Giscard attempts to break deadlock over future of EU

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The Independent Online

The former French president Valery Giscard d'Estaing offered a concession yesterday to the EU's smaller countries in a move expected to break the deadlock over hard-fought plans to revamp Europe's creaking structures.

But M. Giscard also warned members of his 105-strong convention that if they refused to rally around an emerging consensus he would hand vital decisions to heads of government, depriving them of their chance to shape the EU's future.

In an important shift, M. Giscard said he could accept most of a plan put forward by Benelux countries that would allow all countries to send a Commissioner to Brussels but, eventually, permit only about half of them to vote.

With 10 new countries due to join the EU next year, the Commission needs to be trimmed in size to make it effective. But small member states are alarmed that they will lose their influence and have fought a lengthy battle against the idea.

M. Giscard told The Independent that in the initial phase of enlargement all countries should be able to nominate a Commissioner, but that ultimately Commissioners should be "rotated", with only half having a full vote.

He added that he is drawing up proposals for guidelines on how the rotation would take place, while leaving the final say to the European Commission president. He argued: "This rotation should be handled by the Commission president because you need to have some flexibility, to choose a strong personality or a qualified specialist.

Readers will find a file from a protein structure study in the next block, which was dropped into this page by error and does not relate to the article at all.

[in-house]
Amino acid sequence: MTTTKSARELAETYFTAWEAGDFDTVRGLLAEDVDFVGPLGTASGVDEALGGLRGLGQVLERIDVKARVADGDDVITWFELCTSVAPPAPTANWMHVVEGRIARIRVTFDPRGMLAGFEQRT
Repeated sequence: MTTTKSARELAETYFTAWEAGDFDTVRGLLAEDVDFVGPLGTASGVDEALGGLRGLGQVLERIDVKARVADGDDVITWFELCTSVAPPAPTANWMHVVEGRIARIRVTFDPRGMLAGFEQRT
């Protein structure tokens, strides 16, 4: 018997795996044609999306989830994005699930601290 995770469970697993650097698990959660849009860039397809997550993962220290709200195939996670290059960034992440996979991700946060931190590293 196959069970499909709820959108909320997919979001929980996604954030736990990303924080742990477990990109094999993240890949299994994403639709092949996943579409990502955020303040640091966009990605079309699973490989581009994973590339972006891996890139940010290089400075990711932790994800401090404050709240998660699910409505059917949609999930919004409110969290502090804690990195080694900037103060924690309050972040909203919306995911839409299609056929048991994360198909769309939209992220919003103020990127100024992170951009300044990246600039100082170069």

"It cannot be too systematic because you cannot have, at one moment, only [Commissioners from] big countries and at another only small [countries]. You cannot have no countries from the south."

The right to send a Commissioner to Brussels has been one of the most divisive issues but there has also been opposition to M. Giscard's proposal for a new president, or chairman, of the European Council.

In a thinly-veiled warning to members of the convention who oppose this plan, M Giscard said he could decide to present EU leaders with options, rather than a completed text of a draft constitution. He warned: "We would rather present options than a bad compromise. If the text is not good, the risk of failure if great."

EU leaders have the final say on the new EU constitution, but will be under pressure to accept a consensus text drafted over 15 months by the 105 politicians represented in the convention. If Europe's leaders are presented with options it will be much easier for them to unpick the work of the convention.

M. Giscard also hit back at his critics in the British media, saying their attacks did not surprise him: "I know the British talent for fiction. It brings to mind the style of P G Wodehouse: 'It is a secret convention made up of foreigners, secret because it is hidden in Brussels. All the same it is a project to destroy British sovereignty.' It is Wodehouse."